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Epiphyllum or disocactus cutting?

Posted by Johanschantz none (My Page) on
Wed, Oct 3, 12 at 14:11

Hi,
I'm having some trouble getting my cactus cutting to sprout. I'm not sure if this is an epiphyllum or a disocactus. It has been planted now for at least three months, but nothing seems to happen. It developed a small bit of growth on its tip shortly after planting, but nothing further. I suspect it might have rooted fine, as it hasn't rotted at all. A few weeks ago it did straighten up, as it had been slightly drooping before that. Do these plants usually take this long to sprout or is this a lost cause?
Thanks.


Follow-Up Postings:

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RE: Epiphyllum or disocactus cutting?

Here's a photo from the side


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RE: Epiphyllum or disocactus cutting?

And one of the bit of growth at the top


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RE: Epiphyllum or disocactus cutting?

Your soil is way to water retentive. If you removed this cutting you'd probably find a small, weak root system if any at all. Roots may grow when the soil dries out only to rot away when watered again. You want a porous soil that allows you to water until the pot drains without rotting the roots. I can see from your pics that your current soil forces you to water in small amounts to discourage rot. As an example, here is a soil that I use with many plants.

Soil ingredients, Perlite, Turface, and fir bark

Soil mix, 4 parts perlite, 3 parts fir bark, 2 parts Turface

If grown in a soil at all similar to this, given sufficient light, and watered heavily as necessary, I can virtually guarantee your cutting would show lots of new growth after 3 months. The downside is that good soils like this don't come in a bag. They have to be mixed by hand. There are tons of soil topics here and plenty of people willing to help if you want more specific info.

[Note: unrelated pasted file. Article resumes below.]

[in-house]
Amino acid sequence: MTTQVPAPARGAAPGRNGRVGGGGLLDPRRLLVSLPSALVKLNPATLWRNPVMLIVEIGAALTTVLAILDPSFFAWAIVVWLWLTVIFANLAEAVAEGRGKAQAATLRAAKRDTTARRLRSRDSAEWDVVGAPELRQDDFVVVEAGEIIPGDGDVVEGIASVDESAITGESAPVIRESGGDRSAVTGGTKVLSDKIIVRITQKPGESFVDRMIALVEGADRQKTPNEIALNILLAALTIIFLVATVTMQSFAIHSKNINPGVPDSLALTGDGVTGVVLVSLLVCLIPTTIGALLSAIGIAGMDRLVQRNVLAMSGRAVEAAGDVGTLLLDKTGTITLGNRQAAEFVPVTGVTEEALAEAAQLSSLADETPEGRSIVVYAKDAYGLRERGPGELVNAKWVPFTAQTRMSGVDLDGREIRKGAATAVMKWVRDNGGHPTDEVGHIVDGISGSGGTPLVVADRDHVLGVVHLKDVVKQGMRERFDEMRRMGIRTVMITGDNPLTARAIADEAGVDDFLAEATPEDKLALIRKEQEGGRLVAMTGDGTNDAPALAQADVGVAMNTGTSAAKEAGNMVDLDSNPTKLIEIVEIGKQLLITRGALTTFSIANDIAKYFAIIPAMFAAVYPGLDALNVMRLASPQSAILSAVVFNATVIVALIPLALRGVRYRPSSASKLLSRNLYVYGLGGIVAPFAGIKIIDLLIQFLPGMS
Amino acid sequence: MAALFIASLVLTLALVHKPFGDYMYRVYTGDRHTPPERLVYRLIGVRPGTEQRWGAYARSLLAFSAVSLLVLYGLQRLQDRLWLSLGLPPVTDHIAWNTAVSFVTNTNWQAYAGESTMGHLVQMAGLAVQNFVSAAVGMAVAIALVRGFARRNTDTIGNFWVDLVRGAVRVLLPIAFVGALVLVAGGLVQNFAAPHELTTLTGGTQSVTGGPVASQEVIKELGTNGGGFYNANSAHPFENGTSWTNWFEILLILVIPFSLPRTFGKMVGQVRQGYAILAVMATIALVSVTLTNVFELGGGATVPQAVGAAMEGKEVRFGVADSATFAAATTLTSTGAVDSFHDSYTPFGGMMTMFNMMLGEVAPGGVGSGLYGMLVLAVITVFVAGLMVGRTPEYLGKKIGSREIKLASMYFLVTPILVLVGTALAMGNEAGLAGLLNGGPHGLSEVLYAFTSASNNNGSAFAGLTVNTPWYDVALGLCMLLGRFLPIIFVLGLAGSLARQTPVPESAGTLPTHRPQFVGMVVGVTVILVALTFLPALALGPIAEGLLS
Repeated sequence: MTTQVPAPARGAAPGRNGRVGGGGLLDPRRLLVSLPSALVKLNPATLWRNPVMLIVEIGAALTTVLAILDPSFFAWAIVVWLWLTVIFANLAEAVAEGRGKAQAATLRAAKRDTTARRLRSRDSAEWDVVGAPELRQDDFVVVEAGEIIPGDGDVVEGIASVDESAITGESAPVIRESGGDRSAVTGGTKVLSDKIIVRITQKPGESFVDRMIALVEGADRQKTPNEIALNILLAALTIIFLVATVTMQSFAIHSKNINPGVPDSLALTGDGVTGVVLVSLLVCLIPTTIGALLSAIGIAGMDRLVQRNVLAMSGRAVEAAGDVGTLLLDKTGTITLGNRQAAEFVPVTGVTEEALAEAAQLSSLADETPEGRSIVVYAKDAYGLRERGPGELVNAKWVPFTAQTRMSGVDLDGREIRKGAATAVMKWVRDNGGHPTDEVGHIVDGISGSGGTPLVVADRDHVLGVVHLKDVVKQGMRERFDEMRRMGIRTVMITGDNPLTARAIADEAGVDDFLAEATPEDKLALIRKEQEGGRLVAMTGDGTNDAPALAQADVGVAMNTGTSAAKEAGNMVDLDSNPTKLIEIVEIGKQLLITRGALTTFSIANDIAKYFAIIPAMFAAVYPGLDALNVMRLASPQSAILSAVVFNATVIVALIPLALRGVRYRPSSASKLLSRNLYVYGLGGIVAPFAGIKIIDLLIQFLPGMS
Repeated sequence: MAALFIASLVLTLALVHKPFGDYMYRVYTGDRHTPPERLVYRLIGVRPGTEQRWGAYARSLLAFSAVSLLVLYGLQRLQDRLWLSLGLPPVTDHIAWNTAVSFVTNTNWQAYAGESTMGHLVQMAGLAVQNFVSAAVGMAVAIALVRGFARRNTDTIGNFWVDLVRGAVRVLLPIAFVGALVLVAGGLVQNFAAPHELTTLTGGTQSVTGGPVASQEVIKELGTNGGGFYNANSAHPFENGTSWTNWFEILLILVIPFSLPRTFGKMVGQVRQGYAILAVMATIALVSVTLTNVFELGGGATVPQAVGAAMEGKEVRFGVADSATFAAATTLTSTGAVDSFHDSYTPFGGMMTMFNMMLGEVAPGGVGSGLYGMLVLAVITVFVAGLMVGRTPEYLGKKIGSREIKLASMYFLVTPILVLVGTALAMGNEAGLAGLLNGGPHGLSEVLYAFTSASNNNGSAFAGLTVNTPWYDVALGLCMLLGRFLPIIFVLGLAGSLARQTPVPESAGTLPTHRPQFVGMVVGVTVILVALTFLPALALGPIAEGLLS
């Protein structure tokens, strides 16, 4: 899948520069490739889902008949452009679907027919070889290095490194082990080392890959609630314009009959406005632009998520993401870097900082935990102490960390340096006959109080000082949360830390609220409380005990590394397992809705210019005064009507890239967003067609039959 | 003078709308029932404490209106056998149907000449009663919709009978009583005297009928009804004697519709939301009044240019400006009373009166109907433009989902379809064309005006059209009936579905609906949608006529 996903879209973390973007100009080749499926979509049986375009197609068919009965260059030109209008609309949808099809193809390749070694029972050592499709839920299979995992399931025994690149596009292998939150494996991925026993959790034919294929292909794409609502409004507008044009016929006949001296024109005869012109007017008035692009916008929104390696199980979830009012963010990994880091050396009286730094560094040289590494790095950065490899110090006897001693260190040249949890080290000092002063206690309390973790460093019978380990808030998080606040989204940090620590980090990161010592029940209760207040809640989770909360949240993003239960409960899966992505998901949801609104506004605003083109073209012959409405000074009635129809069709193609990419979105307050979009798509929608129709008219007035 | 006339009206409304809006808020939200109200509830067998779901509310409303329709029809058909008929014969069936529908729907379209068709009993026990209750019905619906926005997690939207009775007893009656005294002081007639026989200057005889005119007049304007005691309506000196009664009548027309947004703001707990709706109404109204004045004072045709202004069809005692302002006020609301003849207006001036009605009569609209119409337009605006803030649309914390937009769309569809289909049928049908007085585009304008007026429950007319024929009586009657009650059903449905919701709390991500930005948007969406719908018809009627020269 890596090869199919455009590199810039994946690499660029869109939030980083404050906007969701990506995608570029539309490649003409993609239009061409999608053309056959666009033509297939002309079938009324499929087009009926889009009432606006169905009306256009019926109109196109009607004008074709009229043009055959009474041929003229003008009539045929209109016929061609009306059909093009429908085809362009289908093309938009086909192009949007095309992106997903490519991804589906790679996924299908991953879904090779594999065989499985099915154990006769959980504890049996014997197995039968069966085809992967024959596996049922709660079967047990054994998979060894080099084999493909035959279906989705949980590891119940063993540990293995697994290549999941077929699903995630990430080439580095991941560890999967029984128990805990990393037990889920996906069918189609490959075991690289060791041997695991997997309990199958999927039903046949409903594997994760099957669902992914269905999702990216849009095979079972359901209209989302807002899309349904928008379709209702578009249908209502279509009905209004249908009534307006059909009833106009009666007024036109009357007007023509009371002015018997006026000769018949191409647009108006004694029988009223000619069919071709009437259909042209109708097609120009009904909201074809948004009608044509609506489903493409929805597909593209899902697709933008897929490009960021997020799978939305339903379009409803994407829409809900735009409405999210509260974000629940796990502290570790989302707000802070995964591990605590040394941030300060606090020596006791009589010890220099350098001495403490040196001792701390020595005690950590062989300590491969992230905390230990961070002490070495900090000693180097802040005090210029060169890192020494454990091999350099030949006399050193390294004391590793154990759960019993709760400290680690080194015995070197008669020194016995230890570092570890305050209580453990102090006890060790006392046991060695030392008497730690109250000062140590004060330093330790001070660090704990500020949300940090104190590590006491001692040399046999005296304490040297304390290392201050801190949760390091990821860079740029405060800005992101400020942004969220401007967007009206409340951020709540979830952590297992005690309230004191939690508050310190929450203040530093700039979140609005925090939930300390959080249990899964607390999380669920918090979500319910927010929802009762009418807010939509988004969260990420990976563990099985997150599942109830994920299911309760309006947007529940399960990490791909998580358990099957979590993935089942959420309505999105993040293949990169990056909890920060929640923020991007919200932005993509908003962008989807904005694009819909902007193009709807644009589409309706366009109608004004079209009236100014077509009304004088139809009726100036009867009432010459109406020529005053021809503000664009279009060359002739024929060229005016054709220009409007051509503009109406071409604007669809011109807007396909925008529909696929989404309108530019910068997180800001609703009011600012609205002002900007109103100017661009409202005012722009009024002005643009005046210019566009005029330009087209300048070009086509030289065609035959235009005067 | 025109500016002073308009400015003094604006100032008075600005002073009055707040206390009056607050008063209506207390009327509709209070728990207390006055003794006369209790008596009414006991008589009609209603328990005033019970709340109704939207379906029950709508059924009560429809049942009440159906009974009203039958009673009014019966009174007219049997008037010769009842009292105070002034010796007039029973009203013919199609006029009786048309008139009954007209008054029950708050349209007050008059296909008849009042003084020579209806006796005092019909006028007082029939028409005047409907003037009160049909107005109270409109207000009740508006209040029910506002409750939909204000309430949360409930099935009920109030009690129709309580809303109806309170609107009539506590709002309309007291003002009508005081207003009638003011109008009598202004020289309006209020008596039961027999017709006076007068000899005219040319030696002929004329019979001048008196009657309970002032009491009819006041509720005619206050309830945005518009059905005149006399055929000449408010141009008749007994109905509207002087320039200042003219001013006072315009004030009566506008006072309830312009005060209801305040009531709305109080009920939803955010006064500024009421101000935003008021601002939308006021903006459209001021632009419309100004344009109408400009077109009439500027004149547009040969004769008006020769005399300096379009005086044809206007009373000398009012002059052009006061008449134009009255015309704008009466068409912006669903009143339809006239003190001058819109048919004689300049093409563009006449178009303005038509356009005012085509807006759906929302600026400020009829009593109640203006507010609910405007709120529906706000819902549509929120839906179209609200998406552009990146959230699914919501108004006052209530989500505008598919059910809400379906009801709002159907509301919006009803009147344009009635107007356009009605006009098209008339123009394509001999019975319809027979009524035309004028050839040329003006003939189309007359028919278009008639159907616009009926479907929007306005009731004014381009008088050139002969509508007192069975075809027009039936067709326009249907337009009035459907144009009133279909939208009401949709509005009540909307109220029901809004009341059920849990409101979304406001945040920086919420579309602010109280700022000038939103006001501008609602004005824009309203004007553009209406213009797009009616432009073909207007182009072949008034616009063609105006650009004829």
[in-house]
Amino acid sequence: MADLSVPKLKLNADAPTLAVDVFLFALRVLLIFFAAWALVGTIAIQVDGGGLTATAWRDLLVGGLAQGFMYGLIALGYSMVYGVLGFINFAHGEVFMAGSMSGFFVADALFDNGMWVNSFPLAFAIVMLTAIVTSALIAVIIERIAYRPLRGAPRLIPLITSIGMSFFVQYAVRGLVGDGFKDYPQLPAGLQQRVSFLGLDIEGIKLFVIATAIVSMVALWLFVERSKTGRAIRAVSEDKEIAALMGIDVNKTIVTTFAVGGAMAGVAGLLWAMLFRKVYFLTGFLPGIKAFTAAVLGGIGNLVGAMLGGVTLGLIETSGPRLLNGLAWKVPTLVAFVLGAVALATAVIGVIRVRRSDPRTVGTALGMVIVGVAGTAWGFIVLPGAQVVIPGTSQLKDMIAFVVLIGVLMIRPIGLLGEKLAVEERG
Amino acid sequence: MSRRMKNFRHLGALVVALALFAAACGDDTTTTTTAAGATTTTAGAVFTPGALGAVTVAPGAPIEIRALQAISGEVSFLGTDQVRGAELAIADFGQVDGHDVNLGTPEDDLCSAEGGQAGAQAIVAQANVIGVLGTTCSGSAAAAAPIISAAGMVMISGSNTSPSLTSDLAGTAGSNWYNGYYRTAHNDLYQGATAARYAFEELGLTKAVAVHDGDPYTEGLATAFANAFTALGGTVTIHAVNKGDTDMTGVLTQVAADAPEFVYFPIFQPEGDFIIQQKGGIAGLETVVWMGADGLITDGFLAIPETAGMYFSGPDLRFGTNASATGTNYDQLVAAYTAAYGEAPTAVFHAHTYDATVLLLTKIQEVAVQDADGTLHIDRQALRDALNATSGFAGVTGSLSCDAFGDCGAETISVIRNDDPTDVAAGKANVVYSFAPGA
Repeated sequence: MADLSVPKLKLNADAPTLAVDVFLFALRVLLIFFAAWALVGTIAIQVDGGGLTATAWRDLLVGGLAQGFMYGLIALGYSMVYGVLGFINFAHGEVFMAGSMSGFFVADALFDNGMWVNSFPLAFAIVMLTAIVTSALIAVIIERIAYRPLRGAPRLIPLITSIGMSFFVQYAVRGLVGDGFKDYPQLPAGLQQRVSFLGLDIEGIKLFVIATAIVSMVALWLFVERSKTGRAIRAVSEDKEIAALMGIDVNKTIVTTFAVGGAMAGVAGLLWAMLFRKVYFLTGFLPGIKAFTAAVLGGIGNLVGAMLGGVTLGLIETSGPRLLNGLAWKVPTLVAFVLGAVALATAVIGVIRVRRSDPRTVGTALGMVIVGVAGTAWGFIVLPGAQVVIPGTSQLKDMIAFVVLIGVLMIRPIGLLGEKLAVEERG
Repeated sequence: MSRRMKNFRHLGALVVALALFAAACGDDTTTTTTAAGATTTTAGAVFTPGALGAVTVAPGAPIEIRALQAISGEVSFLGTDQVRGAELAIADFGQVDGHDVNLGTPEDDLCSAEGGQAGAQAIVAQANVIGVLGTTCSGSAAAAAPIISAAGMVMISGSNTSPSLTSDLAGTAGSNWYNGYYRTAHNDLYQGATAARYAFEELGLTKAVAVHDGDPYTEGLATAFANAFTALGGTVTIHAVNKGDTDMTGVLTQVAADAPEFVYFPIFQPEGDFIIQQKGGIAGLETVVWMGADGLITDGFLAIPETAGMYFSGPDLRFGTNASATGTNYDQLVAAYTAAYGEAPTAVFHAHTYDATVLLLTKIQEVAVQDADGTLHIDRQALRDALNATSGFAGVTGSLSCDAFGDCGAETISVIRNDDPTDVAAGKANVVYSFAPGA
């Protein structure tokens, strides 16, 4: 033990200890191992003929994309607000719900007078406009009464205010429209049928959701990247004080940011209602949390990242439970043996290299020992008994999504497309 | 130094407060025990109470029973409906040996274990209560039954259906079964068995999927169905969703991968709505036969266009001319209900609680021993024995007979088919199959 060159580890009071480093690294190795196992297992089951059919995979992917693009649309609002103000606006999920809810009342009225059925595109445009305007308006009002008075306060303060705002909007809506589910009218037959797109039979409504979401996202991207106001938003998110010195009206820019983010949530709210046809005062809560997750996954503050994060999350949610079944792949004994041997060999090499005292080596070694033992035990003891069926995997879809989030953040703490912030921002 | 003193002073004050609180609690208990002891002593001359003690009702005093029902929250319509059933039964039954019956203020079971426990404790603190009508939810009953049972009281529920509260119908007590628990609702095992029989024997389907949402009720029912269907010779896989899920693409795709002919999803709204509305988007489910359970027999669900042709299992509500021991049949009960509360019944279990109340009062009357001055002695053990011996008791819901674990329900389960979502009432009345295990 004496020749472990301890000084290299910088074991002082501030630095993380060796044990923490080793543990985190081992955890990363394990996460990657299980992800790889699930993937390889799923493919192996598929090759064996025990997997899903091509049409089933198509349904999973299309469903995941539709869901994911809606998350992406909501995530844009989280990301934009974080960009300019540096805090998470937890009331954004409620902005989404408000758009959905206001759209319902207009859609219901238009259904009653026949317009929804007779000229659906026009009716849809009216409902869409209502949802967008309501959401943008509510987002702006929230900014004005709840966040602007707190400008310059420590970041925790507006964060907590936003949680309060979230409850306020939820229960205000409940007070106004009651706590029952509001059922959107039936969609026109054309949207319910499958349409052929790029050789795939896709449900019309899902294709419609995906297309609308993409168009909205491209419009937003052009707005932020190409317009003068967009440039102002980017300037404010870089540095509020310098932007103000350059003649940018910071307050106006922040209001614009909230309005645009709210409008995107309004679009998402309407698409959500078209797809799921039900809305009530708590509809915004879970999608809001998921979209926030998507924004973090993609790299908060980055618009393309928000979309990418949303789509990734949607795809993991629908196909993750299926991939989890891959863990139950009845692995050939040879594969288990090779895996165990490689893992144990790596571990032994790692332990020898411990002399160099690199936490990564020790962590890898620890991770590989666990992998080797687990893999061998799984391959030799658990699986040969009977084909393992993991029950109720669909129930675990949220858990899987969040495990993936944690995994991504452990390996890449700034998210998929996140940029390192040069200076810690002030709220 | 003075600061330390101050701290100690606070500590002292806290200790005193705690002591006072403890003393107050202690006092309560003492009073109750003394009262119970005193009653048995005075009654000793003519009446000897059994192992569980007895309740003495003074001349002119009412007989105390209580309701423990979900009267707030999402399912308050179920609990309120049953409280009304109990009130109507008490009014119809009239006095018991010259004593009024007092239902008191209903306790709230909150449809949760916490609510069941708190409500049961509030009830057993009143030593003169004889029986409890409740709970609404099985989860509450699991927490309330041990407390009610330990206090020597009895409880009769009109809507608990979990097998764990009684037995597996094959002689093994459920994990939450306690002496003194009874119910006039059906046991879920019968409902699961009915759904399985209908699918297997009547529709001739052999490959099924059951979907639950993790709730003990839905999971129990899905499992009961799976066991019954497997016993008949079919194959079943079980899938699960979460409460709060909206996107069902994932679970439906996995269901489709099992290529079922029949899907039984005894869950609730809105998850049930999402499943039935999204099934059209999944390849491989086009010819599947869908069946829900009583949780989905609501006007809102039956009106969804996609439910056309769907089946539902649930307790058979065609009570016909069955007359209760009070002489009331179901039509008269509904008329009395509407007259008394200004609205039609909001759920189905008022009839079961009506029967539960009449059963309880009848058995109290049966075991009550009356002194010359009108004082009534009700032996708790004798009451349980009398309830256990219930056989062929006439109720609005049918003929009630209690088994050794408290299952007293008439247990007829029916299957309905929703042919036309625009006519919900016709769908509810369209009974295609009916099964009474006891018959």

-Chris


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RE: Epiphyllum or disocactus cutting?

Also, the pot is way too large, sorry, but it encourages rotting before it's had a chance to root.


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RE: Epiphyllum or disocactus cutting?

Thanks, I'll try a more appropriate soil mix and smaller pot.


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RE: Epiphyllum or disocactus cutting?

I find that this type of cactus needs a lot more humus than normal cactus. It does like a soil more close to an orchid or african violet soil. They grow in trees in the jungle and like water more frequently and humidity but they like a light porous soil heavy in leaf mater and bark. I do have some sand, rock and perlite.


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RE: Epiphyllum or disocactus cutting?

The soil it's in is fine.I have a very vigorous ten year old Epiphyllum oxypetalum in the same type of soil as yours. It blooms off and on all summer, each year. Tropical forest cacti prefer richer soils then cacti from arid regions. I do however agree that the pot it's in is way too large. A 4 inch pot seems more appropriate. I find they only really put on a lot of top growth, once they have filled their pots with roots.


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RE: Epiphyllum or disocactus cutting?

It took about three years for mine to build up the critical mass to really start blooming. I did cut it back to get it to branch from the base after it had put on some good growth. It has flushes of blooms throughout the summer. Sometimes 40- 50 blooms at a time. It will bloom more from last years growth than the new growth so cutting back a plant every year can put the bloom back a year.


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RE: Epiphyllum or disocactus cutting?

People frequently use and recommend heavy, organic peat based soils when growing epiphytic cacti because epiphytes naturally grow in trees where humus collects in small pockets. These plants, however, do not care in the slightest whether they are growing in organic or inorganic soils, just that they are getting the proper amounts of water, air, and nutrients. Some people may have a set of conditions that allows a heavy peat based soil to work adequately, but even more will struggle with such soils. A highly porous and durable soil will provide roots with the oxygen they need, even immediately after watering. I have grown in both peat based and gritty soils, and the gritty soils as pictured above always yield better results, especially with epiphytes.

-Chris


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